Saturday, June 11, 2011


I like getting familiar with how different scholars interpret fairy tales, but after a while you start to hear other voices in your head when you read and lose your own. Different branches of thought can help aid our understanding, but Francis Lee Utley reminds us, "and yet the human being who tells the story is quite as important to any ultimate hypothesis of archetype as a single folktale history is to the history of the genre. More so, indeed, if depth psychology is really interested in its proper subject matter, the living person."

I invite you to read this summary of a fairy tale, and think about what it means to you before you read any more:

The Magic Drum (an Eskimo tale)
Once there was a girl who did not want to marry. She had many suitors, but refused them all. One day two brothers came along, and the girl became attracted to them. She followed them outside, but the brothers put on the skins they had waiting-they were white bears. They forced her into the water through a hole in the ice, where she was dragged along for a while and then abandoned.
As she walked, tiny animals bit into her skin, tearing away her flesh until she was nothing but a skeleton. She finally found land, and discovered that through wishing, she had the power to provide herself food and shelter. One day she noticed other people hunting, and wished to go meet them, but as she approached, they fled in fear. The girl despaired, but the hunters went home an told their old father about the skeleton woman. He was not afraid, and went to meet her.
The girl asked the old man to make her a drum. He did so immediately, and when it was finished, the woman began to beat it and dance, reciting a magic incantation as she did so. Her dance restored herself to her former body, and the old man to his youth. The girl and the man decided to marry.

Before you go on, stop and reflect on your personal reactions to this tale.

According to Father Metayer (an Eskimo elder? a priest? the introduction to the book this story is in, by Al Purdy, doesn't clarify), "the girl of the story did not want to be loved by any of the young men of her group. Because she rejected love, her beauty, her very flesh, was destroyed. Only when somebody loved her...when she accepted him, was she 'born again' as a beautiful girl. And in turn her love gave back to the old man his lost youth. You see now the very impoartant message of this story: a woman is not fully a woman without the love of a man. And a man will never grow old as long as he has the love of a woman."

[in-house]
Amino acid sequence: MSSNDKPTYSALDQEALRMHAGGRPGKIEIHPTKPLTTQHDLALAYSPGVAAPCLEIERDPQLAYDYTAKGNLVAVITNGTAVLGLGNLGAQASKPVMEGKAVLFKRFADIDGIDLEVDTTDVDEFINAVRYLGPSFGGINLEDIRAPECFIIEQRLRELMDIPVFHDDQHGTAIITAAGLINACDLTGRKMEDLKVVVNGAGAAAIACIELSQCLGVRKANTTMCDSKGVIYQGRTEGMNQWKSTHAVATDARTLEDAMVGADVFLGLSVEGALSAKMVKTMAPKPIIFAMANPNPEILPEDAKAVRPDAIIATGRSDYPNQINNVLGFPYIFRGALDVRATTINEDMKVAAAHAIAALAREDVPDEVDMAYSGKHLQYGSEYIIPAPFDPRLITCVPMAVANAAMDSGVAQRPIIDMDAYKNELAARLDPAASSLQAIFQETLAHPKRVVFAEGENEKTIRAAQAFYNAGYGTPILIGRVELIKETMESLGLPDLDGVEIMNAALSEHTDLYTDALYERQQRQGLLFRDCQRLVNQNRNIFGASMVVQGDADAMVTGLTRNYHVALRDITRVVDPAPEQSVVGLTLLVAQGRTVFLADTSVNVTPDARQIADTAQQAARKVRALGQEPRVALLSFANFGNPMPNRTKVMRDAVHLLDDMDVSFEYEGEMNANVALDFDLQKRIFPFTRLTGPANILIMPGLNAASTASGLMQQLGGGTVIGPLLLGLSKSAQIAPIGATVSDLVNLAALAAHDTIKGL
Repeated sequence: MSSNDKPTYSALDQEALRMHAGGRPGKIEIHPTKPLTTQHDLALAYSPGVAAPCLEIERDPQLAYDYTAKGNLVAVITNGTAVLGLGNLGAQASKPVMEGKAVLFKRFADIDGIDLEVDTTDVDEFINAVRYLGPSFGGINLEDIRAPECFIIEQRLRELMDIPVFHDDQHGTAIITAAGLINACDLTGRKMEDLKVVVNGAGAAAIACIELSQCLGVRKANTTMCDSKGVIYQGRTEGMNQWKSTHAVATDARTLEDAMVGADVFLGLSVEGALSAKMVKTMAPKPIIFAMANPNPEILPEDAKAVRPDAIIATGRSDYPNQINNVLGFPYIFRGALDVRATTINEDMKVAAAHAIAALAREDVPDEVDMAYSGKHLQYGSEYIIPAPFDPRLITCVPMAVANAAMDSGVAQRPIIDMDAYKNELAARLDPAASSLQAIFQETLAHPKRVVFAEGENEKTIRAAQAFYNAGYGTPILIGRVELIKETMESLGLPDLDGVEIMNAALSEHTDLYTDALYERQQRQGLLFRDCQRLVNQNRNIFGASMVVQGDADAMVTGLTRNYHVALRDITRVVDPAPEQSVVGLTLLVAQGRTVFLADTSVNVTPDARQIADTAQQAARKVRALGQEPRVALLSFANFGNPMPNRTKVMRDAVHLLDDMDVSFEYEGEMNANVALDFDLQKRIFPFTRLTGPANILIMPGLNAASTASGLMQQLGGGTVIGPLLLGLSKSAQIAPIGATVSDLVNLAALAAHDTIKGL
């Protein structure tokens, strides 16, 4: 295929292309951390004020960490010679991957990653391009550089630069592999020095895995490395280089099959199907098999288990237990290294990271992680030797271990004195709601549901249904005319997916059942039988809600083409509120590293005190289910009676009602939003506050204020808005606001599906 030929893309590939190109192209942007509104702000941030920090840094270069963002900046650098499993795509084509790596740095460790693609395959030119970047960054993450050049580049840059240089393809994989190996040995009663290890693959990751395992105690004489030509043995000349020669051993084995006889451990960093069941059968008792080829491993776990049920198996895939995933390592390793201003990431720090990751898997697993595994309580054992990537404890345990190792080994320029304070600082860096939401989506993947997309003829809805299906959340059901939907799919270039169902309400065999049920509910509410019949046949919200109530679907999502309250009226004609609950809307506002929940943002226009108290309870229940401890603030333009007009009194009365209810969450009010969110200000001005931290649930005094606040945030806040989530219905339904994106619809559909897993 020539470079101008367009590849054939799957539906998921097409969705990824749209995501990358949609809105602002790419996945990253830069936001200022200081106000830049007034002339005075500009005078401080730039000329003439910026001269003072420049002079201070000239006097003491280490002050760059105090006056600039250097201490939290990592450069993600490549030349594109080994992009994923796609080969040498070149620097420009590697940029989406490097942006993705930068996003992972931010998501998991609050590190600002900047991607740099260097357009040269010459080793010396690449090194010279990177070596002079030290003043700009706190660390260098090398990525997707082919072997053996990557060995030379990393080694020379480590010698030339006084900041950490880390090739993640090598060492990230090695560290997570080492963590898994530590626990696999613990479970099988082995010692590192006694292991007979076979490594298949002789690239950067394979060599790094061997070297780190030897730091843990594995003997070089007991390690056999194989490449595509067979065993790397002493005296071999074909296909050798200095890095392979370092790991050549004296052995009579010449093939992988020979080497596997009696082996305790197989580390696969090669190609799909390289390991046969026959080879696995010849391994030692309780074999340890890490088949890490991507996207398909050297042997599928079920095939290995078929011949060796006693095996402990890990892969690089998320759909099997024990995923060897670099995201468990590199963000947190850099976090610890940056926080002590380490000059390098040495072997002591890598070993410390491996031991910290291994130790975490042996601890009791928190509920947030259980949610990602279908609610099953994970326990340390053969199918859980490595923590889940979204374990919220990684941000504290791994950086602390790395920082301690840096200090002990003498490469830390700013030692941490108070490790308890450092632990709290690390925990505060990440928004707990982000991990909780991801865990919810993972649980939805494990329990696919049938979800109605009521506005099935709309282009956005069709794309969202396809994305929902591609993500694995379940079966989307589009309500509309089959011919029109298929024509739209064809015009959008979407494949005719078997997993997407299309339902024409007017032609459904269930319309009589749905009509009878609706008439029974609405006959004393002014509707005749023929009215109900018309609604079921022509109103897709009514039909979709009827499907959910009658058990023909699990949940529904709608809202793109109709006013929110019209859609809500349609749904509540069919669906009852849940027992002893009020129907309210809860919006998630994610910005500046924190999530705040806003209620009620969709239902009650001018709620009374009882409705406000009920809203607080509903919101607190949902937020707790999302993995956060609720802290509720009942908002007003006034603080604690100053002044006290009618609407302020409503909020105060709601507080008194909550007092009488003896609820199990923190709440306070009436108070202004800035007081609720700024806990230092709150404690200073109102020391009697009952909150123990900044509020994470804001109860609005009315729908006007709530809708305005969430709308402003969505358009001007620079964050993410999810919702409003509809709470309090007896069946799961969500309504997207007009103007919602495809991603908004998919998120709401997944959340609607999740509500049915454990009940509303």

Al Purdy himself reminds the readers that "the myth itself is not didactice before interpretation." This is certainly true, because I didn't read the tale at all like Father Metayer!

To me, this tale was about empowerment. In a world of fairy tales where it seems that women automatically accept marriage from any man the moment it's offered, here we have someone with standards. I would see the mistreatment from the bears as a lesson against trusting strangers, not as a punishment for not accepting earlier marriage proposals. The female character learns to take care of herself. I find the ending beautiful-two people, both rejected by their cultures, who find frienship and eventually love with each other.

Now it's your turn. What were your thoughts as you read the tale? Please comment! Everyone's thoughts are valid. Everyone's unique experiences can help open other people's eyes to possible ways to see this tale (for example, I'm single and loving it, and I get extremely irritated by implications that there's something wrong with a single woman who isn't actively pursuing a husband. This clearly influences my reading of the tale).


  1. First off I want to say I enjoyed the tale. I should read more fairytales from more different cultures than my own.

    As for my thoughts while I read it, I felt that the woman was punished for both saying no to countless of men, and because she fell for two attractive men, and thus she was stripped from all beauty and youth.

    Though coming to the end I'm also prepared to say that it could also symbolize the fact that as long as you do have love, you will forever remain young in spirit.

  2. Interestingly, I read it a completely different way.

    To me, the tale seems to be about broken relationships, and moving on. The girl falls in love with the wrong men at the start, and she is abused and abandoned, suffering until she's nothing but a skeleton. Gradually, she finds she can rebuild her life, but is unable to forge new relationships (she is still a skeleton). That is until she finds the person who is not afraid of her, and is willing to look beyond her horrific appearance (sort of like Beauty and the Beast) - although he is unexpectedly not the type of man she wanted at the start. Then, like Father Metayer says, through each other's love they are able to become young again and never grow old.

    I do wonder at the significance of the man being an "old father" though, and also at the drum. Perhaps the drum symbolises passion, something deep, instinctive and real, like the beating of a heart, or like true love.